Soay, Inner Hebrides
|Scottish Gaelic name||Sòdhaigh (help·info)|
|Old Norse name||*Sauða-ey|
|Meaning of name||Sheep Island|
|OS grid reference|
|Area||1,036 ha (4 sq mi)|
|Area rank||49 |
|Highest elevation||Beinn Bhreac, 141 m (463 ft)|
|Sovereign state||United Kingdom|
|Population rank||89= |
|Population density||0.1/km2 (0.26/sq mi)|
Soay lies to the west of Loch Scavaig on the south-west coast of Skye, from which it is separated by Soay Sound. Unlike its neighbours Skye and Rùm, Soay is low-lying, reaching 141 metres (463 ft) at Beinn Bhreac. The dumb-bell shaped island is virtually cut in half by inlets that form Soay Harbour (north) and the main bay, Camas nan Gall (to the south). The main settlement, Mol-chlach, is on the shore of Camas nan Gall. It is normally reached by boat from Elgol. The island is part of the Cuillin Hills National Scenic Area, one of 40 in Scotland.
The name derives from Old Norse Sauða-ey meaning Sheep Island. Camas nan Gall (G: Bay of Foreigners) is probably named after the Norse invaders, after whom the Hebrides (Na h-Innse Gall) are also named.
In 1946, author Gavin Maxwell bought the island and established a factory to process shark oil from basking sharks. The enterprise was unsuccessful, lasting just three years. Maxwell wrote about it in his book Harpoon at a Venture. After the failure of the business the island was sold on to Maxwell's business partner’s wife (Jeanne Geddes), Tex Geddes. The island had the first solar-powered telephone exchange in the world.
Previously mainly Scottish Gaelic-speaking, most of the population was evacuated, at their request, to Mull on 20 June 1953 due to the poor ferry schedule in the winter when it was frequently cancelled due to bad weather[why?], since when the island has been sparsely populated. In 2001 the population was 7. By 2003 this had dwindled to 2 and the usually resident population in 2011 were three people.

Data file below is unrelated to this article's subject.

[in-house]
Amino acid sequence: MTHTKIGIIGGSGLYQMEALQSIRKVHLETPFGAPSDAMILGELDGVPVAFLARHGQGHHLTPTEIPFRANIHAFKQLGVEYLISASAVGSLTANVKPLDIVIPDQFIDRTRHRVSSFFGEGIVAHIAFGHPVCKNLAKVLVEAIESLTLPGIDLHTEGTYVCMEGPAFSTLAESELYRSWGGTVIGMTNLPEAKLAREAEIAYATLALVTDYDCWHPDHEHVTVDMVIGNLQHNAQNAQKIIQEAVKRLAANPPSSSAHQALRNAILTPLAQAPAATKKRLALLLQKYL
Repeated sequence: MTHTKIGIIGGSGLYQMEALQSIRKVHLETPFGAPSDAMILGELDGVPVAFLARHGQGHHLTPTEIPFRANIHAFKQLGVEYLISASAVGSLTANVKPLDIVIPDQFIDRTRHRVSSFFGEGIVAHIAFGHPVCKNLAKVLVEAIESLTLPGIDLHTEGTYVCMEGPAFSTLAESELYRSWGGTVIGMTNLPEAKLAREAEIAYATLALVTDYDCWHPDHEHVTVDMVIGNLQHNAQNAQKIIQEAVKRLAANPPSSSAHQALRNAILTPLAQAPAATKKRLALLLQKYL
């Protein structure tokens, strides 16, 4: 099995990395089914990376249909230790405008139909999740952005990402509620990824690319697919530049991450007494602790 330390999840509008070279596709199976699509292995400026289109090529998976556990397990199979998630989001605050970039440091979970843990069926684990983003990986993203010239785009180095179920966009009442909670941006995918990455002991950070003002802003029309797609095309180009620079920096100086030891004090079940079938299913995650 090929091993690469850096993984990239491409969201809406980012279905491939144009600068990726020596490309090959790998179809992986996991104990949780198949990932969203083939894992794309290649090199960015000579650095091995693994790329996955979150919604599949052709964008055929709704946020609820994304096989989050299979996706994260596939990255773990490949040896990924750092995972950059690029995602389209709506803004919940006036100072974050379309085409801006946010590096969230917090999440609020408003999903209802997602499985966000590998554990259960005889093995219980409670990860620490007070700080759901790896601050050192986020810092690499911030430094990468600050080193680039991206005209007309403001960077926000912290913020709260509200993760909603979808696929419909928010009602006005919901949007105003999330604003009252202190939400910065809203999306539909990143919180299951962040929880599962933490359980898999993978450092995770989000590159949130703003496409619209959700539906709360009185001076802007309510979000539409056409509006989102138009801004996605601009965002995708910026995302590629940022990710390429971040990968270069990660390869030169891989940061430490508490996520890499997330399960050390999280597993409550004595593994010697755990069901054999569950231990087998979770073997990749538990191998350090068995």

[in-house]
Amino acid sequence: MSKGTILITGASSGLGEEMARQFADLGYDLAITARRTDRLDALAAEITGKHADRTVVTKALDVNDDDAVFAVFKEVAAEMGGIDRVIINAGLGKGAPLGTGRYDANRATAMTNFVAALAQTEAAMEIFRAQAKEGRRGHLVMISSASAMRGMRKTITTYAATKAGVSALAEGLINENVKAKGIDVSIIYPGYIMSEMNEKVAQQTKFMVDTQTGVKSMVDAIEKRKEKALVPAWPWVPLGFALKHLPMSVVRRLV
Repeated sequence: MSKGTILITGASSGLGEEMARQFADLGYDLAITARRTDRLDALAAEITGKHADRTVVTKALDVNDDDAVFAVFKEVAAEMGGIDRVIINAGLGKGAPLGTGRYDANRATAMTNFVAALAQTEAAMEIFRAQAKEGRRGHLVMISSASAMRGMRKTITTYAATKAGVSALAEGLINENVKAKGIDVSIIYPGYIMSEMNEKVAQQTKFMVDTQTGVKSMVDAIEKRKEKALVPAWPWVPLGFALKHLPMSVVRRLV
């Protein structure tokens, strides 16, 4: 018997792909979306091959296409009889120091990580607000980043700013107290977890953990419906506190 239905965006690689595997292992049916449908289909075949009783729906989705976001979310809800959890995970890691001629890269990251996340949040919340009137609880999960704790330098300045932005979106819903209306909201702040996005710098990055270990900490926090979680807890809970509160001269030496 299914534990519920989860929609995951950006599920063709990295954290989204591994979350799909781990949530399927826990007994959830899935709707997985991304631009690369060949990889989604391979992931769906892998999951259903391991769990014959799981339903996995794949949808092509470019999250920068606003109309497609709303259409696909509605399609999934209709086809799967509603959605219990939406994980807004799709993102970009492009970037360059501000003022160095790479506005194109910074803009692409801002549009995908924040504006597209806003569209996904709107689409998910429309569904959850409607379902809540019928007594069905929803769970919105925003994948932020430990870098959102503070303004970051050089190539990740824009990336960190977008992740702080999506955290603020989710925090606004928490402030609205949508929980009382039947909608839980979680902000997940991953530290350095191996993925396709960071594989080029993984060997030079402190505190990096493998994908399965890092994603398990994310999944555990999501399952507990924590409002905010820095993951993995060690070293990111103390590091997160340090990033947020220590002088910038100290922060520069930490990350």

Local stamps were issued for Soay between 1965 and 1967, all on the Europa theme, some being overprinted to commemorate Sir Winston Churchill. As the stamps were produced without the owner's permission, they are regarded as bogus.
- Area and population ranks: there are c. 300 islands over 20 ha in extent and 93 permanently inhabited islands were listed in the 2011 census.
- National Records of Scotland (15 August 2013). "Appendix 2: Population and households on Scotland's Inhabited Islands" (PDF). Statistical Bulletin: 2011 Census: First Results on Population and Household Estimates for Scotland Release 1C (Part Two) (PDF) (Report). SG/2013/126. Retrieved 14 August 2020.
- Haswell-Smith 2004, p. 149.
- Ordnance Survey. OS Maps Online (Map). 1:25,000. Leisure.
- Haswell-Smith 2004, p. 151.
- "National Scenic Areas" Archived 2017-03-11 at the Wayback Machine. SNH. Retrieved 30 Mar 2011.
- Perrott, David (1988). Guide to the Western Islands of Scotland. Edinburgh: Kittiwake. ISBN 0-7028-0886-5.
- "Soay Overview". Gazetteer for Scotland. Retrieved 2007-07-22.
- ISBN 1-899863-28-1
- Haswell-Smith 2004, p. 150.
- General Register Office for Scotland (28 November 2003) Scotland's Census 2001 – Occasional Paper No 10: Statistics for Inhabited Islands. Retrieved 26 February 2012.
- "Modern British Local Posts CD Catalogue, 2009 Edition". Phillips. 2003. Archived from the original on 2008-09-05. Retrieved 2008-12-08.
- Haswell-Smith, Hamish (2004). The Scottish Islands. Edinburgh: Canongate. ISBN 978-1-84195-454-7.
- Laurance Reed. The Soay of our Forefathers. ISBN 1-84158-229-8.